It was such a stunning location for a meal and the weather was perfect. The mountain is hikable if you don't take the funicular up, but if you do, you can reach the summit quickly from the restaurant. It was hands down one of the best panoramic views I've ever seen. In this unedited picture, you can still see the staple blue-green color of Alpine water, even with poorer air quality and cloudy skies.
(P.S. there's a team in Lugano that plays in the Swiss league if you could imagine yourself living here for a season.)
It's no secret that Lake Como is one of the most popular destinations in the world for romantic getaways. With crystal blue skies and water like this, it's a difficult claim to refute! As with Lugano, I could have rented an e-bike and biked, slept and eaten my way around the entire lake to soak up all these views and little towns. Both Lugano and Como had a little town with winding, cobblestone roads packed with shops. The streets weren't too crowded until later in the evening, but even then, it was nice to observe the bustling life of both areas.
We were planning to take a ferry for a ride across the lake, but it was shut down for a few hours because there was a speedboat race. So we parked ourselves on a bench and watched expensive speedboats blast around the lake for two hours . The helicopter tours saw the race and started bringing the choppers so low to the boats I thought they could reach out and high-five each other (if I went to Lake Como again, I'd put some money aside for one of those helicopter tours). Since both places were mostly views and shopping, the days here were mostly spent wandering and looking with some amazing food and gelato thrown in-between.
Overall, it's impossible to dislike having this many days off in a row when you can take an impromptu weekend vacation in Europe. If you're finishing college and want to play a few more years, or maybe considering taking a gap year earlier in school, how cool would it be to play hockey while living somewhere the rest of Europe is only a train ride away?!
If I was reading that last sentence when I was back in college, though, I would be scoffing at the computer saying, "yeah, probably easy for you since you're already so extroverted and love being in new places," because that's what I still say now when I see travel Instagram pages or blogs. Even though I'm almost 27, have been living away from home since I was 15, and lived in Montréal last year, I was still beyond terrified to live overseas for the season. But I have a feeling that with all these situations I've been put into or placed myself in, I'll return home with more confidence and development as a player and person.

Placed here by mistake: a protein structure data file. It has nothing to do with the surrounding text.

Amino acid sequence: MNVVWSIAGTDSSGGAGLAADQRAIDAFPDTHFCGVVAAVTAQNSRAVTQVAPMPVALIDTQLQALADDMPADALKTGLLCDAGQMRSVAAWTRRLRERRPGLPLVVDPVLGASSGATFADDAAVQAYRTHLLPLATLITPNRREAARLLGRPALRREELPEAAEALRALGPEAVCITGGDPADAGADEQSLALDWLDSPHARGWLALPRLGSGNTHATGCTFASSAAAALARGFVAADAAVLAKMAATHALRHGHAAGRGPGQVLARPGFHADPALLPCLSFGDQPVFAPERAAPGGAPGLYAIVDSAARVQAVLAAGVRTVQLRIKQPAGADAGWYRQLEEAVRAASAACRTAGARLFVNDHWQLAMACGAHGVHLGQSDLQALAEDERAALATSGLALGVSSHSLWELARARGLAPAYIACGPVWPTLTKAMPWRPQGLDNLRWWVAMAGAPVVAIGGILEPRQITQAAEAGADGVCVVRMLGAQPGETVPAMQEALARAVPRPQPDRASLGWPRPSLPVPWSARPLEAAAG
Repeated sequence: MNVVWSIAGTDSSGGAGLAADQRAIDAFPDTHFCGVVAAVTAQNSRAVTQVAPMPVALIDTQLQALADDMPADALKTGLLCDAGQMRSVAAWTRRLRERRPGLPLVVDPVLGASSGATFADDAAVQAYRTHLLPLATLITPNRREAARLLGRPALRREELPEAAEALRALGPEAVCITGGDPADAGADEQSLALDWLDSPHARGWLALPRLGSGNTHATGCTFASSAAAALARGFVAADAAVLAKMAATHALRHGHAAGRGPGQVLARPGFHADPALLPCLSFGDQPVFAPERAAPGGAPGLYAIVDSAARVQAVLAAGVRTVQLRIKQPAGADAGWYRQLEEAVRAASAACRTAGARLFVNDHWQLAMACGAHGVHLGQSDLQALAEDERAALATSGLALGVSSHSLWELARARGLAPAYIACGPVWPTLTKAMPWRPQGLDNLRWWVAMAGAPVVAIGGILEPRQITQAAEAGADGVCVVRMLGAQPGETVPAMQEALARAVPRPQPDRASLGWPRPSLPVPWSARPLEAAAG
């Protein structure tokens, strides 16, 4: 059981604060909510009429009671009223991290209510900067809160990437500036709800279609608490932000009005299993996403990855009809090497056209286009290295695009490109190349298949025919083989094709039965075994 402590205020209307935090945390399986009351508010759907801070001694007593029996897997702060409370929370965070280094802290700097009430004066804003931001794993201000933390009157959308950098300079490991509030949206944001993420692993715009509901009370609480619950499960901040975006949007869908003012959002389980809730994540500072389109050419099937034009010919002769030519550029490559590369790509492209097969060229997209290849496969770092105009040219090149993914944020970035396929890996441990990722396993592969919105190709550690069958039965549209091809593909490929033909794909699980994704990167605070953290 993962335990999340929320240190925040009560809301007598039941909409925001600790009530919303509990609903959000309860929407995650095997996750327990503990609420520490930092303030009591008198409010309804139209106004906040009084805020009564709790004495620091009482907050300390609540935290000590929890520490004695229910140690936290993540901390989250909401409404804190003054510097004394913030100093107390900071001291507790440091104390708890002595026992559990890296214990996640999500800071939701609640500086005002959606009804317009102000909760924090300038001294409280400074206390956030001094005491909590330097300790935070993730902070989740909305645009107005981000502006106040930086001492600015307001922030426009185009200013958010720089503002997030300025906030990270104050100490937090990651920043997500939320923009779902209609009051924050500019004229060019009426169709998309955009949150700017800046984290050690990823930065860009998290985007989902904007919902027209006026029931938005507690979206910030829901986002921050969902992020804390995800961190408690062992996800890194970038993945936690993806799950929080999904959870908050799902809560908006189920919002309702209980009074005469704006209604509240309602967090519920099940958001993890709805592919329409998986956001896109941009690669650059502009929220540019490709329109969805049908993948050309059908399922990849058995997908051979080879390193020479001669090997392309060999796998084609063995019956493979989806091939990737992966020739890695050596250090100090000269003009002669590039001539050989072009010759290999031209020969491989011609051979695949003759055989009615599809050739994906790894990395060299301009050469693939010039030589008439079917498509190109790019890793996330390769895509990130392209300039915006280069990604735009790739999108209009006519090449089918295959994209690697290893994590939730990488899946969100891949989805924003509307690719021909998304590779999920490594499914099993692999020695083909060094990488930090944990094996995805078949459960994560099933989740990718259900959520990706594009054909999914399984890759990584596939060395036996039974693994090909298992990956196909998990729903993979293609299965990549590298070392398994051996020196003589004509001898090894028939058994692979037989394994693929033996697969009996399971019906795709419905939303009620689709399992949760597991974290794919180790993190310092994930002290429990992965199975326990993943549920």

So, I hope this blog can be a resource for any players with even the tiniest interest in hockey overseas, especially for those who might be on the shy/cautious/like-my-routine side like me. And, of course, anyone is welcome to ask me questions directly. I'm most active on Instagram: @sally_h360
Quick lil' story: in my Junior/Senior year of college, when I secretly dreamed about playing pro, my agent Eleni was the first person I followed on Twitter to keep up with the NWHL. I respected her opinionated tweets and thought, "ha, it would be cool if I end up in her tweets one day." Around the same time, I also applied for a freelance writing position at The Ice Garden since I didn't really think I would make pro and needed to think about jobs and life. I didn't know anything about the in's and out's of women's hockey and had never written for journalism, but loved writing and thought why not just apply and see what happens. I didn't have enough experience to earn either of those things at the time, but here I am almost five or so years later, collaborating with both of them. They say the hockey world is a small one, which I firmly believe now!
I wanted to end this post with a quick thank you to Mike (and everyone else at The Ice Garden) for offering to host and support this blog, and to Eleni for connecting us and making it official.